Data and AI
Paula’s Choice Skincare is a leading, direct-to-consumer (DTC) global, mission-based brand rooted in truth and transparency. Founded in Seattle, Washington, in 1995 by American radio talk show host and “cosmetics cop” Paula Begoun, the pioneering brand is famous for its “industry-leading innovation, accessible jargon-free science, high-performing ingredients, and cruelty-free products.” Paula’s Choice offers powerful content and digital tools to demystify the science behind skin care, including an extensive “Ingredient Dictionary” that breaks down the research behind nearly 4,000 ingredients and Expert Advice, a curated online hub of skin care and ingredient knowledge. The brand is distributed through global DTC and select prestige retailers in North America, Europe, and Asia. It was acquired by the multinational consumer goods company Unilever in 2021 and continues to operate independently. Its main headquarters are in the United States, and its European offices are in the Netherlands.
Defining the Future
As a leading, direct-to-consumer global brand, Paula’s Choice is and has always been focused on eCommerce. But that didn’t necessarily mean it was data-savvy as a company. “Although digital is in our hearts and is our focus, we didn't have anyone taking care of the data — no CRM, no data warehouse, no one taking accountability,” explained Roeland Euser, the head of marketing and data in the Netherlands. “So, I raised my hand and said, I’ll take care of the data for now.” But once he took that responsibility, he realized no one in the organization knew where he should start, so Euser sought help outside Paula’s Choice.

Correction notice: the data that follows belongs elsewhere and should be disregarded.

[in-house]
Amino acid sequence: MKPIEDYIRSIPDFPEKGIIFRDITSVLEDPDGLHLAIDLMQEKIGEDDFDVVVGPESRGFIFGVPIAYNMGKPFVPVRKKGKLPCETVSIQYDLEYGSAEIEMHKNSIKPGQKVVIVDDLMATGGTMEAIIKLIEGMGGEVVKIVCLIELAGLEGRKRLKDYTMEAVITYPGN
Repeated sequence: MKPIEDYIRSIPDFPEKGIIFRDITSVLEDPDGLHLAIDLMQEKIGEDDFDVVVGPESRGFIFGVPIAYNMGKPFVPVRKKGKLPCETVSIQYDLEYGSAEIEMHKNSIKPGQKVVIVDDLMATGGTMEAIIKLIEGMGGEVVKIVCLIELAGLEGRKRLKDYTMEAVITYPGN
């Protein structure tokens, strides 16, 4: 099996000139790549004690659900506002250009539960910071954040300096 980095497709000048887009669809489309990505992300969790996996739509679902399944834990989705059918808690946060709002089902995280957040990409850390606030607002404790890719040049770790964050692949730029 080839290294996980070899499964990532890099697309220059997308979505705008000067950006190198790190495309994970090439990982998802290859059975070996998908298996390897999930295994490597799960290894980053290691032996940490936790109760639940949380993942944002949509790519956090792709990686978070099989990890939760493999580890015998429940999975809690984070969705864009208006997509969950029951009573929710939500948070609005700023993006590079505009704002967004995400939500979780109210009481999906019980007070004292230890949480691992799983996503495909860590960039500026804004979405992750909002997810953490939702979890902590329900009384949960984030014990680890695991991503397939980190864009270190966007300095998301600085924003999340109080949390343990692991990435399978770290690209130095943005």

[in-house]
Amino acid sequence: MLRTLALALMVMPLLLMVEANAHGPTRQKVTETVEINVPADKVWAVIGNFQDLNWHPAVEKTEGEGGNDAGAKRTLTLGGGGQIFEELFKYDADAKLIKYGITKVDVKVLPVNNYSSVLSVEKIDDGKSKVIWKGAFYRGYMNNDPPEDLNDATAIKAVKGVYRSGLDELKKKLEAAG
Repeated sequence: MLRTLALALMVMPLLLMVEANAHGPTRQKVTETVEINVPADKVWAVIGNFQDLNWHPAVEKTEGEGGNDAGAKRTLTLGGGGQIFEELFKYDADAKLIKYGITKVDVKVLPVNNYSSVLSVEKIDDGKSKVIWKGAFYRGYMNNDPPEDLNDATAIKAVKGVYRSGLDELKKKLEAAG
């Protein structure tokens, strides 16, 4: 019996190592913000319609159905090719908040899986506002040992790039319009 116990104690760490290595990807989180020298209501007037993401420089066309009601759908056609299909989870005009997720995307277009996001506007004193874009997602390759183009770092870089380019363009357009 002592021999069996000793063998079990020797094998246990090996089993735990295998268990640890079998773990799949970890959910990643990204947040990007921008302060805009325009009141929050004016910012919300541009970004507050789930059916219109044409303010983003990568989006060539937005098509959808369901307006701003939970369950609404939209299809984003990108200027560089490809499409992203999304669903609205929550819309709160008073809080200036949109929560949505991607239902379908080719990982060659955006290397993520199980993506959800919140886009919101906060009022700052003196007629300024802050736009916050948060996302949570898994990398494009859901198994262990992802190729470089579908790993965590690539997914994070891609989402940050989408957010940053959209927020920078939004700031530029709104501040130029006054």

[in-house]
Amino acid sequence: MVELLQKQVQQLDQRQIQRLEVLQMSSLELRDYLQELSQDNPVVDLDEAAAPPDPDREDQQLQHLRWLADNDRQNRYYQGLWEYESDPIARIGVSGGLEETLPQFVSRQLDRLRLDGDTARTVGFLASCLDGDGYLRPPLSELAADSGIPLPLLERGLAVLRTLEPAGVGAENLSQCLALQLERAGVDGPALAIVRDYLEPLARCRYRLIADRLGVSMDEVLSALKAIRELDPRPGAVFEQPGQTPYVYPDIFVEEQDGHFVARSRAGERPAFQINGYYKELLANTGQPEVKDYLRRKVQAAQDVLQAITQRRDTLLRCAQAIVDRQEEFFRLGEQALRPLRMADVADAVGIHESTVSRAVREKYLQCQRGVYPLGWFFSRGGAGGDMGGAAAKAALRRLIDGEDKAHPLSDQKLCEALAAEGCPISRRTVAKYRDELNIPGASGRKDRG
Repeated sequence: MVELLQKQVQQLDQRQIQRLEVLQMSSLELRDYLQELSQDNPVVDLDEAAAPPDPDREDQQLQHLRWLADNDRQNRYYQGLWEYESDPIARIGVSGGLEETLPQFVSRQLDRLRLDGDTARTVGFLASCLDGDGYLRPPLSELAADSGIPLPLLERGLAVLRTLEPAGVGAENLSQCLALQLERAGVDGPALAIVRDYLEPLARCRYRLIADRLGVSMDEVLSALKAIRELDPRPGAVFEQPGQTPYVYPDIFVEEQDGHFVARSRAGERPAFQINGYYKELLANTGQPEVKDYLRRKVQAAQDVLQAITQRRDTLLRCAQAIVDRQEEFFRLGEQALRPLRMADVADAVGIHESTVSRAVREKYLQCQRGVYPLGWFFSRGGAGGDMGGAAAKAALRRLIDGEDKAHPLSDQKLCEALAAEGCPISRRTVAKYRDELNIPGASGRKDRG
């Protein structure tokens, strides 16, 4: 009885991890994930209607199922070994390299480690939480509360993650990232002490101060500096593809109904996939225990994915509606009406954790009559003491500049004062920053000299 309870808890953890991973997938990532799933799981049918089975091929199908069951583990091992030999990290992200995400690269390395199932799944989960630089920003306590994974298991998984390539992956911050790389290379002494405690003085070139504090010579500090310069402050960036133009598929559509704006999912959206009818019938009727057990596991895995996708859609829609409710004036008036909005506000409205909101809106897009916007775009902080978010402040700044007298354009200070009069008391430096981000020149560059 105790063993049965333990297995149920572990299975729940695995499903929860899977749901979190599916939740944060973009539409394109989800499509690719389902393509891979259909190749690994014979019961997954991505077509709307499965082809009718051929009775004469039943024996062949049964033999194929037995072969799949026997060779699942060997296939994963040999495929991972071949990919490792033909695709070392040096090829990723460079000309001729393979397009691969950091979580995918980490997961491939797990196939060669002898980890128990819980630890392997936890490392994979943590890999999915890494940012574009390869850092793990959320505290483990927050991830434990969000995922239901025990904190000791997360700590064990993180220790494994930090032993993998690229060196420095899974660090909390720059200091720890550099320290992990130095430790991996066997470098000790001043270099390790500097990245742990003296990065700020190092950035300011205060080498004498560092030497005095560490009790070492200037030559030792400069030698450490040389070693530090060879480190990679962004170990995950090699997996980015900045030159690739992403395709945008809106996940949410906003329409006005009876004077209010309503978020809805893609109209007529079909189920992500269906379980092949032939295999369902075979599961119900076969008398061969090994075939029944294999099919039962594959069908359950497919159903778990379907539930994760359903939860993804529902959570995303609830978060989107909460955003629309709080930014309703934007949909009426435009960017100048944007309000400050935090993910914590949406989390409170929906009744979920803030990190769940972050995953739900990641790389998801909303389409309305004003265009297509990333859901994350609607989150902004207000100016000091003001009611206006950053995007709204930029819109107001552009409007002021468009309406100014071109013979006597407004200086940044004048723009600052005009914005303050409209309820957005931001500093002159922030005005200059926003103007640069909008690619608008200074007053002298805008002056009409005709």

The entire company understood that it needed to become data-driven, but no one knew where to start. After some initial research online, Euser made contact with Xebia. “We weren’t quite ready to start working with Xebia right away, but then all the stars and planets aligned and we engaged them for some strategic coaching. It was like getting a customized guide for our journey,” Euser said.
Since Paula’s Choice had recently been acquired by Unilever, Euser and his team were tasked with presenting the independently operating skincare company’s data strategy. Fortunately, the strategic coaching was already well underway, and Xebia's consultant Steven Nooijen gave Euser’s executive team a crash course on what it needed to know: What’s the cloud? What's a data platform? What's a customer data platform? “Steven covered the entire topic and helped us get all the lingo right. He even told us what we should focus on in the first year,” recalled Euser.
Through strategic coaching, Xebia helped Paula’s Choice define a concrete and pragmatic strategy that could be executed immediately.
To begin with, it was all about marketing — how could the company use its customer data to serve them better? Nooijen and Euser defined the first use case as creating a product recommender. “Initially, we wanted to have a machine learning model that integrated session data with product attributes to predict the specific products a particular user wanted,” explained Euser.
Through Xebia's strategic coaching, they decided to start with a more straightforward benchmark instead — a rule-based model, which was easier to create and interpret. They could turn their domain knowledge into a model, put it into production, industrialize it, see the results and improve from there.
“We were already working in an Agile way, but Xebia helped us with fine-tuning,” said Euser. “Steven sat in those meetings giving pointers and suggestions on how to improve and what we should prioritize. He coached me in those sessions. Make sure to address this, this, this, this, this. So he essentially prepped me on how to be a good data manager," he added.
The strategic coaching helped align roles and responsibilities across all stakeholders to make analytics work, including IT and HQ in the USA, plus the web, data, and marketing teams.